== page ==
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20 de junio de 2013 | Entrevistas
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Last week, FOE Europe published a study which found traces of herbicide glyphosate in urine analyses of people from 18 European countries. These tests, made on 182 people, were carried out by an independent laboratory in Germany, and found traces of the chemical in samples from all countries,
There are numerous concerns about the safety of this product (mainly its effects on the hormone system, and its impact on the environment in general), and the arguments against it are increasingly convincing. Glyphosate is the world’s best-selling weed killer and one of the most widely used herbicides in Europe, such as Monsanto’s Roundup. It is applied in farming, forestry, parks, public spaces and gardens. It is also very used in the production of genetically modified herbicide resistant crops. Basically, it kills any plant not genetically modified to resist it. For example, glyphosate can be used to kill weeds in a field before a crop is sown, before it germinates, or after it has been harvested. Glyphosate is also sprayed onto crops 1 to 2 weeks before they are harvested to make them dry out and easier to harvest. This practice is called dessication. We still do not know exactly how these traces were assimilated by people, how wide their presence in the environment is, and how it is affecting our health.
«I think in general we need more studies conducted to see what the main impacts are on the human body», said Eric Hoffman.
Glyphosate’s weed-killing properties were patented by US company Monsanto in the 1970s. Since then, other pesticide companies have marketed their own glyphosate products, and many hundreds of different glyphosate-containing herbicides are now sold around the world. Despite this competition, Monsanto has used a range of strategies to keep its hold on the market and still accounts for around half of global production. Currently, no GM herbicide resistant crops have been authorized for commercial production in the European Union, but there are 14 applications for approval of GM glyphosate resistant crops being considered by the European Commission. If they are approved by the EU, glyphosate use will inevitably increase. Based on evidence from the US, it has been predicted that the introduction of GM glyphosate resistant sugar beet, maize and soybean could lead to an 800% increase in glyphosate use by 2025, with overall herbicide use going up 72% compared to current levels. But the recent discovery of genetically modified wheat of Monsanto in plantations in the US raised criticism against the company.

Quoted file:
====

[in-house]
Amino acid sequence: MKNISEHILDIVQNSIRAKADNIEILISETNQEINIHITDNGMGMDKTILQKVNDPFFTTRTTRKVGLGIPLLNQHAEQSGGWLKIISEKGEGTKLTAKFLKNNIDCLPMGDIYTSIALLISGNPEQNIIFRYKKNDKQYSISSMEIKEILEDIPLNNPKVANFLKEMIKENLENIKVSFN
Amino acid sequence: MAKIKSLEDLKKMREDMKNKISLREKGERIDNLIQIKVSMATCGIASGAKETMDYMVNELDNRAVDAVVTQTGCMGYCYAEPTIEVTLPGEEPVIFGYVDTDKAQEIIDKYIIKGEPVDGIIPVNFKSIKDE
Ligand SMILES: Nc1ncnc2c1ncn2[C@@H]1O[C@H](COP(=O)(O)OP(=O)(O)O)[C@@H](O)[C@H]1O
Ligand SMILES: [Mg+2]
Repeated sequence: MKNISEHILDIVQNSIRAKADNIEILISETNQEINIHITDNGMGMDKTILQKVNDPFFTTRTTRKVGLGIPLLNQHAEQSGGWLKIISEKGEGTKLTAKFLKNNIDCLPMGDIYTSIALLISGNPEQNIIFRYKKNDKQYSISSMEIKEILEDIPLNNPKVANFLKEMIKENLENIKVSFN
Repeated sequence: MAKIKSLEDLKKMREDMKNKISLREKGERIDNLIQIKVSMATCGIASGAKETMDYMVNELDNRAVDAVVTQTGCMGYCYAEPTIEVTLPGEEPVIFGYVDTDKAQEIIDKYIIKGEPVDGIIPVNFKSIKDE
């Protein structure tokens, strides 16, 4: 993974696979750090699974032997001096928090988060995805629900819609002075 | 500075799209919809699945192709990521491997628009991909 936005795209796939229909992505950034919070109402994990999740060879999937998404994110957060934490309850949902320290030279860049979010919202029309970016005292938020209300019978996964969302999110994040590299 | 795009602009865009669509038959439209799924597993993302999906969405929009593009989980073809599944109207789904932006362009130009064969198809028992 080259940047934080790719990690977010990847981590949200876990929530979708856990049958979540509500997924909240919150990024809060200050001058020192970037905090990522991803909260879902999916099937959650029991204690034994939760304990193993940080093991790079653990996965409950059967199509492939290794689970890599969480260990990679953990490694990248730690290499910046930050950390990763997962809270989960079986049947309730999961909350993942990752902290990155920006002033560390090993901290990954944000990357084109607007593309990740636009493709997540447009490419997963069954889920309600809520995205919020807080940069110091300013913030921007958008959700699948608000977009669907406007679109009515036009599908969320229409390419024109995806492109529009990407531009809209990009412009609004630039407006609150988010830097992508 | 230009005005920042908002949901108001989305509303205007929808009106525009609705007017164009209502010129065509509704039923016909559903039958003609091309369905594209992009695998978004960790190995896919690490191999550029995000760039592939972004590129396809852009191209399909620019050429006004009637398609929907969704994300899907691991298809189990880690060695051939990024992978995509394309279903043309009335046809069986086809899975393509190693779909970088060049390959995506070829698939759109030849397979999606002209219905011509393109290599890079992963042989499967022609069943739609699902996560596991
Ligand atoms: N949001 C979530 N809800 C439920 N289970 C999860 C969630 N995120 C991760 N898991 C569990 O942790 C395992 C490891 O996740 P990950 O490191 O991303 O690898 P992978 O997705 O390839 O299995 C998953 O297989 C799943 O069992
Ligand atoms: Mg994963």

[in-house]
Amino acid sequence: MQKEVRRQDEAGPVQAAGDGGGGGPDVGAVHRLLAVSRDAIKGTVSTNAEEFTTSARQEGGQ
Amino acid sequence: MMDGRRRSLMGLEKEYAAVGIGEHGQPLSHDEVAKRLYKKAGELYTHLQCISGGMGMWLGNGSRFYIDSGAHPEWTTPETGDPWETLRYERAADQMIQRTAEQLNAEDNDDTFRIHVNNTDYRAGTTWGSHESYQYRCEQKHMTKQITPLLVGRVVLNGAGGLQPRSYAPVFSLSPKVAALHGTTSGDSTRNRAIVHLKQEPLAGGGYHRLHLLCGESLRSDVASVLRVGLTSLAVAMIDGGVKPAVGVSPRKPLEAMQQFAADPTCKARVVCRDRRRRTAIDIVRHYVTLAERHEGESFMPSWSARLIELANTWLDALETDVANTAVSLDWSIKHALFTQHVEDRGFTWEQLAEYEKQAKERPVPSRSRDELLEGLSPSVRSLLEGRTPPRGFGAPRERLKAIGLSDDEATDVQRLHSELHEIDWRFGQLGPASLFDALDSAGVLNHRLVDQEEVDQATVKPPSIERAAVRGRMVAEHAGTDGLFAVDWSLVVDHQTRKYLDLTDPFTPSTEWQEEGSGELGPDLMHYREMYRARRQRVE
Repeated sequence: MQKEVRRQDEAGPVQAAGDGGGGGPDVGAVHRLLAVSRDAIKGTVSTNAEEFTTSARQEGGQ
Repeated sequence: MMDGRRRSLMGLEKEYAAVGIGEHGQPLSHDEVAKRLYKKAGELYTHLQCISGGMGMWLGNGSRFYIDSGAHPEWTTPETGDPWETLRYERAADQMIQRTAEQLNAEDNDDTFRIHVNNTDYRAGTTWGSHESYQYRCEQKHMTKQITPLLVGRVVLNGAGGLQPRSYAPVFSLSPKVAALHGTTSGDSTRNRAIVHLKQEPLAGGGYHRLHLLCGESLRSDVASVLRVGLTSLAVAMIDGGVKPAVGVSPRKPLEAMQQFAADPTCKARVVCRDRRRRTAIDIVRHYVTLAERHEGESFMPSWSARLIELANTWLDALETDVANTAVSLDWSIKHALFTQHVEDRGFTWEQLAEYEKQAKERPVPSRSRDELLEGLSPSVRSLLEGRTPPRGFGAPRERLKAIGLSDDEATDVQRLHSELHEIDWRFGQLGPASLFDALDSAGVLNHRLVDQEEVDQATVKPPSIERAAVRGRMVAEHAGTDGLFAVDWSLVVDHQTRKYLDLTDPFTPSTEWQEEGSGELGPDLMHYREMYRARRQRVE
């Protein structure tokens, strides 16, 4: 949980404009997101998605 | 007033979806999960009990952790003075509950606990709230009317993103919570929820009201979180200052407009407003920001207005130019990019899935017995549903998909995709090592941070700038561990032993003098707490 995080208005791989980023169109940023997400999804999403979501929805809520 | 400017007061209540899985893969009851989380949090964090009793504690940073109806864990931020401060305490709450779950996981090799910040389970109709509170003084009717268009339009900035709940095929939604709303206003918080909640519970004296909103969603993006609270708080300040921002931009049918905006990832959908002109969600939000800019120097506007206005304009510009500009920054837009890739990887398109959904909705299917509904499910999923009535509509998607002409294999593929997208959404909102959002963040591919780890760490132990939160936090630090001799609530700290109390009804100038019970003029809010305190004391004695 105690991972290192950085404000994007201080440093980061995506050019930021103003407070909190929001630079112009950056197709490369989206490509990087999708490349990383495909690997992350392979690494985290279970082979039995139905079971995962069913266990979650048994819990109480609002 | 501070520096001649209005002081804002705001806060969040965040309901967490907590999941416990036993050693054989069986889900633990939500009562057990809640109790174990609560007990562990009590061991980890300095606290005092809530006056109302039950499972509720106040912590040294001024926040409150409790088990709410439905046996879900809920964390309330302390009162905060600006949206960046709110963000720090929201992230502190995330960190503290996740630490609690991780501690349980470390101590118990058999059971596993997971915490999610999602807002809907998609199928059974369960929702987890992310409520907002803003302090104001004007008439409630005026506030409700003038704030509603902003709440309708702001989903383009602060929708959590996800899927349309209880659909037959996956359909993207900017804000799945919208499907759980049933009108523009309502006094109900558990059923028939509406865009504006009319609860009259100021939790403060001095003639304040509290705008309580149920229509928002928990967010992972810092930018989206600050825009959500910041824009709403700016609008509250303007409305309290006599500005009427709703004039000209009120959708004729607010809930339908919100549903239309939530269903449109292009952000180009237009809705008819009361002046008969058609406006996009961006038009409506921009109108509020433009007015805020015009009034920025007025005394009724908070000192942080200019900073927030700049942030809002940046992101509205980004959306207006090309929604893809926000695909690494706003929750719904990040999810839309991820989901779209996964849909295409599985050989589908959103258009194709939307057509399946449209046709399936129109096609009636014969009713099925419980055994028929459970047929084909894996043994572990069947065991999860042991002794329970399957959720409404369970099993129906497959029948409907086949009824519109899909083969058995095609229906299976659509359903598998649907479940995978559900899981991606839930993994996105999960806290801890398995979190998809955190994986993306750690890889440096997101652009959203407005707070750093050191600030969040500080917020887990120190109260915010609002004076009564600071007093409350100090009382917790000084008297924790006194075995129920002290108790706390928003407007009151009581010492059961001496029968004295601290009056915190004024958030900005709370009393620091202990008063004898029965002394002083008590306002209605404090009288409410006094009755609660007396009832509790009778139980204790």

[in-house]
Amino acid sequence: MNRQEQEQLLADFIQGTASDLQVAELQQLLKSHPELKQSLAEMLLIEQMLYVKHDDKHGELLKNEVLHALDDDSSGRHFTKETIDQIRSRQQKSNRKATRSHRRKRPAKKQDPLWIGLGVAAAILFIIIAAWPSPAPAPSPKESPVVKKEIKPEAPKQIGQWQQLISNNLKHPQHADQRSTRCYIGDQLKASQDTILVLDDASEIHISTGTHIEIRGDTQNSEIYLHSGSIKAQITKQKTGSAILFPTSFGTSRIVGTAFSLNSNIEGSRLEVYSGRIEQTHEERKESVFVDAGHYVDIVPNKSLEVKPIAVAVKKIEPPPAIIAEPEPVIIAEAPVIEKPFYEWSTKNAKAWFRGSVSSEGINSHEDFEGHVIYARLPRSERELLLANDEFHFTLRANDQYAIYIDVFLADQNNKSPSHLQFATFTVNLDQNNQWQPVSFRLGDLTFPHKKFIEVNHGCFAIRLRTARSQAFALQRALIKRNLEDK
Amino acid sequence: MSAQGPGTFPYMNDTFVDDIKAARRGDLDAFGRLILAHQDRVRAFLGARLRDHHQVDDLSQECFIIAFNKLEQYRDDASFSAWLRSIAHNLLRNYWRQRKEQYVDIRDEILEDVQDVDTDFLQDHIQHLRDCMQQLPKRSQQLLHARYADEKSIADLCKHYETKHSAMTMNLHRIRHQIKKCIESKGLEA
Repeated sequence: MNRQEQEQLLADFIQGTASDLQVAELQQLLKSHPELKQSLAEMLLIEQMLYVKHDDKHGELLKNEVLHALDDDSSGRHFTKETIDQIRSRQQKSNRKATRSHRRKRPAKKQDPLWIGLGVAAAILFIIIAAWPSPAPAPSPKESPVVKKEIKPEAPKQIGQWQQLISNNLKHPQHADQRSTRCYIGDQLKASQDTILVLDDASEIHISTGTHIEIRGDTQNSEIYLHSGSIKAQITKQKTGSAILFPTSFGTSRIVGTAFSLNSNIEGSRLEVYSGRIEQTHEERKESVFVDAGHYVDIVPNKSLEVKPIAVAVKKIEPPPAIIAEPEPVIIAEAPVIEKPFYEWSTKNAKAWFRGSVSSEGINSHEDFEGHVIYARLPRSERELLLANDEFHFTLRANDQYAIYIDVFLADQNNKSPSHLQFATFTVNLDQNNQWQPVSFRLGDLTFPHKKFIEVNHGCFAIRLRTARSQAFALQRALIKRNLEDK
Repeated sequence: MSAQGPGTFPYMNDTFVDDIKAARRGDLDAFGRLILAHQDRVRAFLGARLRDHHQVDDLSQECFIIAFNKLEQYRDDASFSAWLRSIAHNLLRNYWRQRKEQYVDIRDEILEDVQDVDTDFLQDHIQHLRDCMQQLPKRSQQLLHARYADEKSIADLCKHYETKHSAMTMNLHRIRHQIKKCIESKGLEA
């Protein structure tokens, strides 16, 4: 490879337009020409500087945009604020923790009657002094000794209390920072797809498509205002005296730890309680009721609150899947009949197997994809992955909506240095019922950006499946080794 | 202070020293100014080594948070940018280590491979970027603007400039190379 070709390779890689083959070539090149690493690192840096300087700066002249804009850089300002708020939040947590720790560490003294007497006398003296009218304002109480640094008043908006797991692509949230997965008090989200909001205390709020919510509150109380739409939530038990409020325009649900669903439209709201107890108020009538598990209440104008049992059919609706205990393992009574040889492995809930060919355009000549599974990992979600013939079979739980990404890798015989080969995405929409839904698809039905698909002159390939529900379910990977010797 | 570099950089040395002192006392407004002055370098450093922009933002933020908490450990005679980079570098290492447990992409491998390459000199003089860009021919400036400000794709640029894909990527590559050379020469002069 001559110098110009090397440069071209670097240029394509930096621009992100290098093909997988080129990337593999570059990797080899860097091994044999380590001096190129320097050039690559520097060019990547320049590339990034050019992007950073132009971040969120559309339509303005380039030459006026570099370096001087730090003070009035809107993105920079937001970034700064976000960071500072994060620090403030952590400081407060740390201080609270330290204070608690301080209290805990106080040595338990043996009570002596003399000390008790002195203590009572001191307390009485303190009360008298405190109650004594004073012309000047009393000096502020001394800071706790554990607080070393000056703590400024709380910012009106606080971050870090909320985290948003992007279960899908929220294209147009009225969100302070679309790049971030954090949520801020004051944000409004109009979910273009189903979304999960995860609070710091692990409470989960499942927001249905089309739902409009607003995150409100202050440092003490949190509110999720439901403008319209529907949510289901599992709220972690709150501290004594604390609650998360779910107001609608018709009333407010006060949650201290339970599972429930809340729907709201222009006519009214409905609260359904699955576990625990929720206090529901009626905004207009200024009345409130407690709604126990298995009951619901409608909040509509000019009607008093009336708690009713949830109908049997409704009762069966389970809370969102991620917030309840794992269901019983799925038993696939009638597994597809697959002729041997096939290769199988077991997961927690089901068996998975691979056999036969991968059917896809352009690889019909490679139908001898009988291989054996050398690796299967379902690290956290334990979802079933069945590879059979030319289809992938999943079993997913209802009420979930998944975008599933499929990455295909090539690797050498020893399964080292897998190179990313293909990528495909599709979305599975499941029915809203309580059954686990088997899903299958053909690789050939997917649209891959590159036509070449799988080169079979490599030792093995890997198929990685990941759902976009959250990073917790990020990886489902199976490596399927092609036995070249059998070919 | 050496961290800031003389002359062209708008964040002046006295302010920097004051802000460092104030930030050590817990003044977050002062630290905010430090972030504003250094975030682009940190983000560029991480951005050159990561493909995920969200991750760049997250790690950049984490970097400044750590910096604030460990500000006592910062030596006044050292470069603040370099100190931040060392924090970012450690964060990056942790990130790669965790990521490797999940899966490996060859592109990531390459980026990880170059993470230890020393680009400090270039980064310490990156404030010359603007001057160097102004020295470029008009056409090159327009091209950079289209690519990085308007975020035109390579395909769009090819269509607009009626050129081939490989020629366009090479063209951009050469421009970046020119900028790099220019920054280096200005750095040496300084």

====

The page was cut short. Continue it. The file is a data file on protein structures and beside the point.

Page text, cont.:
« It confirms the need to impose stricter controls on agribusiness", said Lisa Archer, director of the Food and Technology Program at Friends of Earth US
Como cada 22 de mayo, el viernes se celebró el Día Internacional de la Diversidad Biológica. Poco antes, del 4 al 15 de este mes, hubo una nueva sesión del Foro de Naciones Unidas (ONU) sobre Bosques en la ciudad estadounidense de Nueva York. Radio Mundo Real aprovechó estas fechas para charlar a fondo con el ecologista Isaac Rojas, coordinador del Programa de Bosques y Biodiversidad de Amigos de la Tierra Internacional (ATI).
La académica Katherine Reilly, profesora asistente en la Escuela de Comunicaciones de la Simon Fraser University de Canadá, y la maestrando Belén Febres Cordero de la misma casa de estudios, acaban de publicar el trabajo “Radio Mundo Real (2003-2013): el rol de la comunicación en resistencia en la cambiante coyuntura geopolítica de América Latina” (adjunto a esta nota).
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